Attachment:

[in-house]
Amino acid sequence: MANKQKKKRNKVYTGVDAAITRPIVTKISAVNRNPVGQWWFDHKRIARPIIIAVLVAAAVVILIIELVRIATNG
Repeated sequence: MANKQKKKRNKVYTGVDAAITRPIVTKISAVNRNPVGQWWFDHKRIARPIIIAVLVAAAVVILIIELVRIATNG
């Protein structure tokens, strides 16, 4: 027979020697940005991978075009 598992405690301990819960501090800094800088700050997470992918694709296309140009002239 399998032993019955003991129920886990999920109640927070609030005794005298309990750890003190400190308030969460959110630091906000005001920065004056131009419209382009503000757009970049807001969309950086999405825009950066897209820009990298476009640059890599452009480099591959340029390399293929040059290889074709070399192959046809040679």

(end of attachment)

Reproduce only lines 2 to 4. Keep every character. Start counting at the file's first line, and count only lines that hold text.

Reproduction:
Amino acid sequence: MANKQKKKRNKVYTGVDAAITRPIVTKISAVNRNPVGQWWFDHKRIARPIIIAVLVAAAVVILIIELVRIATNG
Repeated sequence: MANKQKKKRNKVYTGVDAAITRPIVTKISAVNRNPVGQWWFDHKRIARPIIIAVLVAAAVVILIIELVRIATNG
């Protein structure tokens, strides 16, 4: 027979020697940005991978075009 598992405690301990819960501090800094800088700050997470992918694709296309140009002239 399998032993019955003991129920886990999920109640927070609030005794005298309990750890003190400190308030969460959110630091906000005001920065004056131009419209382009503000757009970049807001969309950086999405825009950066897209820009990298476009640059890599452009480099591959340029390399293929040059290889074709070399192959046809040679």